• Set up hacking competitions. He starts by asking people to hack a server on the internet, then selects finalists to hack each other on stage. This gets a lot of public excitement, and lets him reach out to ‘lay’ audiences & media with his methods.

Ethically, people could be concerned about Ýmir arming a wider audience to hack. But he has to put his faith in students to act ethically: as does a martial arts or chemistry teacher. Ethics is a part of his course, and he believes his methods have swayed young hackers into a more useful career than destructive hacking. He thinks of himself similarly to the sysadmin who encouraged him when he made a mistake as a delinquent hacker.

My Thoughts

An important reminder that having a ‘dangerous’ skill does not necessarily make someone dangerous.

James A. White Sr.: The little problem I had renting a house

Speaker

James A. White Sr. is an executive coach and management consultant. The owner and president of Performance Consulting Services in Columbus, Ohio.

Summary

53 years ago James was having significant problems renting a house. He was moving to a small town in Idaho with his family, to join the air force. He called ahead at a number of places, but when they saw he was black they suddenly had no vacancies. He eventually bought a trailer from another airman, but couldn’t find a trailer park to park it at.

In the 3 months before the Ferguson shooting (where a young black man was shot by police), 8 unarmed African-Americans had been shot to death by police or white home-owners. It seems that driving while black, talking while black, walking while black are dangerous. James’ grandsons are stopped by police and searched more than their white friends. Their white friends say they should rise up and start resisting, but the consequences are too great.

James does not have the luxury of being angry, but uses his energy instead to educate then expose and counter racism. He appeals to all Americans of all races to question insane ideas, and say they do not accept the shooting of unarmed people regardless of race.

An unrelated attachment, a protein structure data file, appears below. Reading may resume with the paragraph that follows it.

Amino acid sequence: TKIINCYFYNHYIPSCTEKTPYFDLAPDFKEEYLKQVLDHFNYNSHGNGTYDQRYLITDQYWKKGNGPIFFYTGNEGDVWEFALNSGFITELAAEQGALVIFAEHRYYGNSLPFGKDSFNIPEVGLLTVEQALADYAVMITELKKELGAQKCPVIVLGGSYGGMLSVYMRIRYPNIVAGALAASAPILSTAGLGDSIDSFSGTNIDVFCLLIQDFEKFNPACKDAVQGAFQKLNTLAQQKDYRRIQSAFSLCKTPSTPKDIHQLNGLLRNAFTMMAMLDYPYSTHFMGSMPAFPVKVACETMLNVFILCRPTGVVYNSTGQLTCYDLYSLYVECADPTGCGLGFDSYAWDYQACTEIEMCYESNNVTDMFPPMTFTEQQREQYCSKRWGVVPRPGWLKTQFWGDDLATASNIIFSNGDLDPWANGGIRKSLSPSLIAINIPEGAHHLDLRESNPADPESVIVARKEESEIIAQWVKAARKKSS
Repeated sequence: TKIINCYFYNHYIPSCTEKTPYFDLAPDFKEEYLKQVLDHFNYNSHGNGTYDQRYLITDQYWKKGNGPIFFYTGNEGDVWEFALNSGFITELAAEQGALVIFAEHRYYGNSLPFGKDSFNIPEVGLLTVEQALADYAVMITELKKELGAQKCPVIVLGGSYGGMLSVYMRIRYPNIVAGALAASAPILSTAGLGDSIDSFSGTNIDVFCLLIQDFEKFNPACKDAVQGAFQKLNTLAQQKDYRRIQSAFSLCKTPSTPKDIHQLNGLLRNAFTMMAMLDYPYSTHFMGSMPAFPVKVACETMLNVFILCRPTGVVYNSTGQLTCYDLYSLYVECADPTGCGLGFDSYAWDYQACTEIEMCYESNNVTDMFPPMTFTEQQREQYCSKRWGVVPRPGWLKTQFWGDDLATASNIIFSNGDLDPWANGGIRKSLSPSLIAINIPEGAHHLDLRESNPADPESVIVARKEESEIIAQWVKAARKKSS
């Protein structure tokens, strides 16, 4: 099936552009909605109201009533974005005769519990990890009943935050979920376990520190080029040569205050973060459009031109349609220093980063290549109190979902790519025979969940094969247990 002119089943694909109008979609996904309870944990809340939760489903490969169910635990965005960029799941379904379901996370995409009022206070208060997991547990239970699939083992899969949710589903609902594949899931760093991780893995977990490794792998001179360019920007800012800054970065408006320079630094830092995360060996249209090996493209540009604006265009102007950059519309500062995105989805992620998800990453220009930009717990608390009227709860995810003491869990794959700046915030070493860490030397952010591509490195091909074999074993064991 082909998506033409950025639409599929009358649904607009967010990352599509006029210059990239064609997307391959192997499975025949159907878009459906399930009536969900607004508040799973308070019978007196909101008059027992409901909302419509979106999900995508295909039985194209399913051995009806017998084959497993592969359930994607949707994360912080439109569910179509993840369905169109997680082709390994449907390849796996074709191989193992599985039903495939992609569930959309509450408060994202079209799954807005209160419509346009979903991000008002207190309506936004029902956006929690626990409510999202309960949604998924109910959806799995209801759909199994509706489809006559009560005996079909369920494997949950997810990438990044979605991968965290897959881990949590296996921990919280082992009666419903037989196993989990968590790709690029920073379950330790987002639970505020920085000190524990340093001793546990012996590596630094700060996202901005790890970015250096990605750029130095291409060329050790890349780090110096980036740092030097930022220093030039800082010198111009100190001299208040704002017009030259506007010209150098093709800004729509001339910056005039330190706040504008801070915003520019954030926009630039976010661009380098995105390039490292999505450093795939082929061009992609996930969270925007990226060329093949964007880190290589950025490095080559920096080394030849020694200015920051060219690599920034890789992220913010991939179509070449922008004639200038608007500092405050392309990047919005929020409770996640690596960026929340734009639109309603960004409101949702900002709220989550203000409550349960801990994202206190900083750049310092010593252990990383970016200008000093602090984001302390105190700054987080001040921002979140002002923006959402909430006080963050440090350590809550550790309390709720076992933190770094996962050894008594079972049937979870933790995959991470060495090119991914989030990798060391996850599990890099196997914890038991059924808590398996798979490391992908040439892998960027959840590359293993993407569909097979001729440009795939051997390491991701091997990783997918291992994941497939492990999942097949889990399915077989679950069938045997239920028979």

My Thoughts

A story of racism and a sad indictment of the people who refused to deal with him. In my opinion he labours the point a bit – the first 10 minutes was about failing to get a house. It is the crux of his talk and the story is entertaining, however I feel it went too long.

The rest of the talk was about recent events – about blacks being targeted by police with shootings and ‘random’ checks. As an Australian I was not aware the problem was that bad, so appreciated the insight. I wonder if similar racism is happening here.

Navi Radjou: Creative problem-solving in the face of extreme limits

Speaker

Navi Radjou is an innovation and leadership advisor based in Silicon Valley. Navi is a regular contributor to Harvard Business Review online. Previously, he served as Vice-President at Forrester Research in Boston and San Francisco.

Summary

Navi talks of the Hindi concept of Jugaad – clever solutions born out of adversity or doing more with less (equivalent term in English would be a ‘hack’). This is important in developing countries, where less resources force them to find cheap and simple solutions. The talk is a list of examples of this:

  • A potter in India has designed a fridge out of clay, needing no electricity.
  • A bicycle-powered mobile phone charger
  • Peru is a high-humidity area with limited fresh water. They developed a billboard to condense 90L water per day out of the air.
  • In China a telemedicine solution is building easy-to-use medical appliances that can be used by nurses or technicians. This will make rural medicine cheaper to deliver.
  • MPesa: a banking network based on phone transactions
  • MPesa energy: a solar powered minimalist electricity kit including a panel, 3 lights and a phone charger. This can be bought in microtransactions over a year, so it can be made affordable.
  • SMS powered internet: to let people connect to the internet without a wifi or mobile internet connection
  • Traffic monitoring and optimization by using cheap low resolution webcams to gauge traffic conditions.

In the developed world people are spending a lot on R&D to charge more for products: more for more. However, natural resources are running low and the products are getting so expensive that more people are being left out of the market. The West could learn to make more with less. Some are doing this: for example a yoghurt factory that is 10% the size of a usual factory, and uses more manual labour in place of expensive automation. This greatly decreases startup costs. The West is also starting to use tools like mobile banking or simpler medical appliances to deliver services at lower costs.

3 ideas to help you innovate frugally

  • Keep it simple
  • Leverage off existing services eg SMS,
  • Think horizontally – decentralised, rather than central operations / manufacturing.

My Thoughts

A lot of examples. They build up to the big 3 points at the end – how to apply the principles. Also useful to point out that R&D can’t keep being an expensive process, at the expense of squeezing more and more consumers out of the market.